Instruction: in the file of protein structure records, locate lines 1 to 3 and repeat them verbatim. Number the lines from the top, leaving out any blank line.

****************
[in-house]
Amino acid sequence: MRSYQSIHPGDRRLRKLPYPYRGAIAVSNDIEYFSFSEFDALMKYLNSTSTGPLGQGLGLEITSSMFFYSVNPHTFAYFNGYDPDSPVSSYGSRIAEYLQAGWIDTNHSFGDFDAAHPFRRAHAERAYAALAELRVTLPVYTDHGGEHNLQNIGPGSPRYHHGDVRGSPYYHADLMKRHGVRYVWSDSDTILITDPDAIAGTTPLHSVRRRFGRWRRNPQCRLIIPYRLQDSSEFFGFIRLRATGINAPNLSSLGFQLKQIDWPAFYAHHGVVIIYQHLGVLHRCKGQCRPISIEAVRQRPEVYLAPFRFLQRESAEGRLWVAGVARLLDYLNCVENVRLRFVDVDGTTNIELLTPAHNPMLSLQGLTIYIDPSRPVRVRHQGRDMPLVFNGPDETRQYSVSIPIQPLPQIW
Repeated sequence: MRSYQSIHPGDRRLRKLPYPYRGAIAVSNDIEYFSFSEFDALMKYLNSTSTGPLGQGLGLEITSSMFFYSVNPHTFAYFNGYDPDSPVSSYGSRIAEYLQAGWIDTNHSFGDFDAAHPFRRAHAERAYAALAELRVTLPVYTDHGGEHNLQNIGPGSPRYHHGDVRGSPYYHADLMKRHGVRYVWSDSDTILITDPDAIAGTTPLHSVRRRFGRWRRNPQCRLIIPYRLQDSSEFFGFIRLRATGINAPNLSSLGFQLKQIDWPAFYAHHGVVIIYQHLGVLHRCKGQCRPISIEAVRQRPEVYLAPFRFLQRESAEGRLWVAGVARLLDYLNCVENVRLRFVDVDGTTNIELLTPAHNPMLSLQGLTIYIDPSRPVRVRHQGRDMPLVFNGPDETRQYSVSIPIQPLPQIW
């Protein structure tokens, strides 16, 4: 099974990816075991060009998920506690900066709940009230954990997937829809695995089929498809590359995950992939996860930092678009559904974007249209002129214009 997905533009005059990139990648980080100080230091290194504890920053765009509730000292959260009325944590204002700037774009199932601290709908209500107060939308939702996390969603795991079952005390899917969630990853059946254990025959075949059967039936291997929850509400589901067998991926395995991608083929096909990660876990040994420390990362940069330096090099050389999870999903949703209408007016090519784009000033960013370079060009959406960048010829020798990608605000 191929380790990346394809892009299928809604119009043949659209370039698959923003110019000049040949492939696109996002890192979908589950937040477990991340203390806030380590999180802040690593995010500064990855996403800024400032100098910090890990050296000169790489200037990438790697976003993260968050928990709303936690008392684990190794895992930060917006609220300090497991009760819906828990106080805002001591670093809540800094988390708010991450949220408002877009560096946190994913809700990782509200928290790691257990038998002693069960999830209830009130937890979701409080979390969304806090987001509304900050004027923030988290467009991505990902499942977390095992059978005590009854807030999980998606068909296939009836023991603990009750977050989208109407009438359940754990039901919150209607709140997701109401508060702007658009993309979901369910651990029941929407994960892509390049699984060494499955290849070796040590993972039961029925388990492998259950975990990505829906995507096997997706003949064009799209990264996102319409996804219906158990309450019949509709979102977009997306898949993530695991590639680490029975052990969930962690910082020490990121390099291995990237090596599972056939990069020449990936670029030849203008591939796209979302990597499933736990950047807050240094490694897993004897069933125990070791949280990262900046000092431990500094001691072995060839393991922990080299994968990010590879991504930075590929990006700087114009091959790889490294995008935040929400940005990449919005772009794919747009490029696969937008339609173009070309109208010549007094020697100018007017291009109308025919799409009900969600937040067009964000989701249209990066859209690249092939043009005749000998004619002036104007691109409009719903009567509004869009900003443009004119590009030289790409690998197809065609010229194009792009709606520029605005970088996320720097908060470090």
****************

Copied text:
[in-house]
Amino acid sequence: MRSYQSIHPGDRRLRKLPYPYRGAIAVSNDIEYFSFSEFDALMKYLNSTSTGPLGQGLGLEITSSMFFYSVNPHTFAYFNGYDPDSPVSSYGSRIAEYLQAGWIDTNHSFGDFDAAHPFRRAHAERAYAALAELRVTLPVYTDHGGEHNLQNIGPGSPRYHHGDVRGSPYYHADLMKRHGVRYVWSDSDTILITDPDAIAGTTPLHSVRRRFGRWRRNPQCRLIIPYRLQDSSEFFGFIRLRATGINAPNLSSLGFQLKQIDWPAFYAHHGVVIIYQHLGVLHRCKGQCRPISIEAVRQRPEVYLAPFRFLQRESAEGRLWVAGVARLLDYLNCVENVRLRFVDVDGTTNIELLTPAHNPMLSLQGLTIYIDPSRPVRVRHQGRDMPLVFNGPDETRQYSVSIPIQPLPQIW
Repeated sequence: MRSYQSIHPGDRRLRKLPYPYRGAIAVSNDIEYFSFSEFDALMKYLNSTSTGPLGQGLGLEITSSMFFYSVNPHTFAYFNGYDPDSPVSSYGSRIAEYLQAGWIDTNHSFGDFDAAHPFRRAHAERAYAALAELRVTLPVYTDHGGEHNLQNIGPGSPRYHHGDVRGSPYYHADLMKRHGVRYVWSDSDTILITDPDAIAGTTPLHSVRRRFGRWRRNPQCRLIIPYRLQDSSEFFGFIRLRATGINAPNLSSLGFQLKQIDWPAFYAHHGVVIIYQHLGVLHRCKGQCRPISIEAVRQRPEVYLAPFRFLQRESAEGRLWVAGVARLLDYLNCVENVRLRFVDVDGTTNIELLTPAHNPMLSLQGLTIYIDPSRPVRVRHQGRDMPLVFNGPDETRQYSVSIPIQPLPQIW